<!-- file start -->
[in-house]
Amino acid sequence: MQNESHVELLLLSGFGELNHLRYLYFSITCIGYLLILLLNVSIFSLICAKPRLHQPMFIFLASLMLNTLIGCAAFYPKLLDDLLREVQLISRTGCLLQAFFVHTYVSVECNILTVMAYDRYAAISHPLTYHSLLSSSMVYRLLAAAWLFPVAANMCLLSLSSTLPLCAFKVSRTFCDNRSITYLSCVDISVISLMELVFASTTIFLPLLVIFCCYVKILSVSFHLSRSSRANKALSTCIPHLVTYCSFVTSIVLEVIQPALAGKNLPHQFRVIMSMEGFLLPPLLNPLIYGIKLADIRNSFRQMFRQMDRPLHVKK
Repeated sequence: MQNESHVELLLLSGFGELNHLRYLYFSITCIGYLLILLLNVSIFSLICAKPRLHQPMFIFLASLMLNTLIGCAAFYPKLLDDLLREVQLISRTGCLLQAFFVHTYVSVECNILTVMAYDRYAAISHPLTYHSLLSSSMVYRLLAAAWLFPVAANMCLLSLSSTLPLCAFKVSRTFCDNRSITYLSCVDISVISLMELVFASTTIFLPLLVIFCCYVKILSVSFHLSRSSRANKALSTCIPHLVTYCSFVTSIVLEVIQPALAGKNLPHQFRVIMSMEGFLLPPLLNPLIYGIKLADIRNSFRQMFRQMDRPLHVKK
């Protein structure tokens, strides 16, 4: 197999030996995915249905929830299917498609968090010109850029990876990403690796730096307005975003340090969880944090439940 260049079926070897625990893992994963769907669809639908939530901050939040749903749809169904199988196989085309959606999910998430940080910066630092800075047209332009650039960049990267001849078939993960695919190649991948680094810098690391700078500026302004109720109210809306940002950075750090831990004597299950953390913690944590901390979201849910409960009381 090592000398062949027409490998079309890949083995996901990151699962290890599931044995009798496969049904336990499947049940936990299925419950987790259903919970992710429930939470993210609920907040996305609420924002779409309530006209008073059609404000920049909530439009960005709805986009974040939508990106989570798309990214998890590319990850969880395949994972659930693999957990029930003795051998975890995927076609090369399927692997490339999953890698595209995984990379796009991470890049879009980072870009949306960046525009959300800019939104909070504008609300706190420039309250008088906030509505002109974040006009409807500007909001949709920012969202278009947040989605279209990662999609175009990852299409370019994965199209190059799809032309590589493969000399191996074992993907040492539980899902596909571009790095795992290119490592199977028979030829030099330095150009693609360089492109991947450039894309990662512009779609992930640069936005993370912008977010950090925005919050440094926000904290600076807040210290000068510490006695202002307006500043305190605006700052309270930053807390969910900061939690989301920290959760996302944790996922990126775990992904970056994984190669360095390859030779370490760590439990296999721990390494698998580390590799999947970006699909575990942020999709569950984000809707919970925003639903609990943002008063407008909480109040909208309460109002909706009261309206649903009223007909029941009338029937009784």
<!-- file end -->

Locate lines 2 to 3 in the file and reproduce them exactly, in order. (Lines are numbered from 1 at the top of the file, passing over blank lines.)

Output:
Amino acid sequence: MQNESHVELLLLSGFGELNHLRYLYFSITCIGYLLILLLNVSIFSLICAKPRLHQPMFIFLASLMLNTLIGCAAFYPKLLDDLLREVQLISRTGCLLQAFFVHTYVSVECNILTVMAYDRYAAISHPLTYHSLLSSSMVYRLLAAAWLFPVAANMCLLSLSSTLPLCAFKVSRTFCDNRSITYLSCVDISVISLMELVFASTTIFLPLLVIFCCYVKILSVSFHLSRSSRANKALSTCIPHLVTYCSFVTSIVLEVIQPALAGKNLPHQFRVIMSMEGFLLPPLLNPLIYGIKLADIRNSFRQMFRQMDRPLHVKK
Repeated sequence: MQNESHVELLLLSGFGELNHLRYLYFSITCIGYLLILLLNVSIFSLICAKPRLHQPMFIFLASLMLNTLIGCAAFYPKLLDDLLREVQLISRTGCLLQAFFVHTYVSVECNILTVMAYDRYAAISHPLTYHSLLSSSMVYRLLAAAWLFPVAANMCLLSLSSTLPLCAFKVSRTFCDNRSITYLSCVDISVISLMELVFASTTIFLPLLVIFCCYVKILSVSFHLSRSSRANKALSTCIPHLVTYCSFVTSIVLEVIQPALAGKNLPHQFRVIMSMEGFLLPPLLNPLIYGIKLADIRNSFRQMFRQMDRPLHVKK